Little samples seem to be dotted around; a tiny snatch of an indeterminate Dire Straits track, a pinch of piano notes from Michael Jackson’s much maligned ‘Earth Song.’ Or, is it just the reviewer’s imagination running wild? The music is so pleasantly soporific and Thorunn’s voice so tender, the mind starts to wander.

They won’t be supporting Swans or My Bloody Valentine that’s for sure but hand on heart, I’ve been driving around with this album playing for the last week or so and if you’re anything like me it will creep up on you slowly but surely until you’re hooked.

Full track listing:

  1. 123 Magic
  2. Bus
  3. Penniless
  4. Intoxicated
  5. Sanctify You
  6. Daughter
  7. Bones
  8. Until Your Season Dries
  9. Girl
  10. The Breach
  11. Carcass
  12. When I’m Old

Glow’ was released in Europe last year and in the UK on June 22nd.

News

Frøkedal to release second album on August 31st – European tour planned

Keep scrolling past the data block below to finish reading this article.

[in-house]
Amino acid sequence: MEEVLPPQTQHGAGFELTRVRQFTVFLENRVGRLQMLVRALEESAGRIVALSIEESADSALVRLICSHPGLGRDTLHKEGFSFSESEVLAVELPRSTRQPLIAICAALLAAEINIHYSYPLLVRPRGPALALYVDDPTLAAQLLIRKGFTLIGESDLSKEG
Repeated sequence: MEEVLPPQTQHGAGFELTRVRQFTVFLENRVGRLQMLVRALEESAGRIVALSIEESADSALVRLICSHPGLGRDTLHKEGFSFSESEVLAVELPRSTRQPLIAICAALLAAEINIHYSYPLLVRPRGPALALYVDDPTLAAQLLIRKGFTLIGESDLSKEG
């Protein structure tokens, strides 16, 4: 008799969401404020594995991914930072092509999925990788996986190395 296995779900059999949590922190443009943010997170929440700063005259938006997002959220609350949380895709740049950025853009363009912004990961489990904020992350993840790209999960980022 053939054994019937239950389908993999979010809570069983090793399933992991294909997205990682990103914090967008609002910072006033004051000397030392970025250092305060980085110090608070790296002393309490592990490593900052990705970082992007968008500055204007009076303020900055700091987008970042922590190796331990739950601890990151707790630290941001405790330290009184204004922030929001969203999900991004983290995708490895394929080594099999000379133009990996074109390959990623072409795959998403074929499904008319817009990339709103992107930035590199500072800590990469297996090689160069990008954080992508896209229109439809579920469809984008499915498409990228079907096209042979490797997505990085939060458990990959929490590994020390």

Norwegian singer-songwriter Anne Lise Frøkedal, whose ‘Treehouse’ single was featured last month, will release her second album ‘How we made it’ on August 31st.

Well known as, and self-acknowledged as, a control freak she admits to making a painstaking 20 versions of the album track list alone before deciding on its final form.

Frøkedal actually has much to live up to with this album, her debut 2016 effort ‘Hold On Dreamer’, having been praised highly in the international press. In my own review of that album and a live show in Manchester I observed that she has the capability to write and perform songs that instantly conjure up the assorted likes of Kate Bush, Susanne Sundfør and even Judith Durham (of The Seekers) in your mind, while her own smouldering voice and wistful lyrics and delivery identify her as a character in her own right.

Having been presented with the opportunity to hear the new album well before its release date I can confirm that there is a greater diversity in the sound than on ‘Hold On Dreamer’, which was essentially a minimalist acoustic album despite the presence of her trademark gold coloured Telecaster.

That isn’t to say that her Familien (“the Family”) of five musicians don’t figure on this album. They are very much in evidence with their collection of sometimes arcane instruments, it’s just that they deliver a more extroverted sound this time. One of the Family incidentally is Thea Glenton Raknes, (Thea and the Wild) whose own second album, ‘Ikaros’ was reviewed in GIITTV back in January.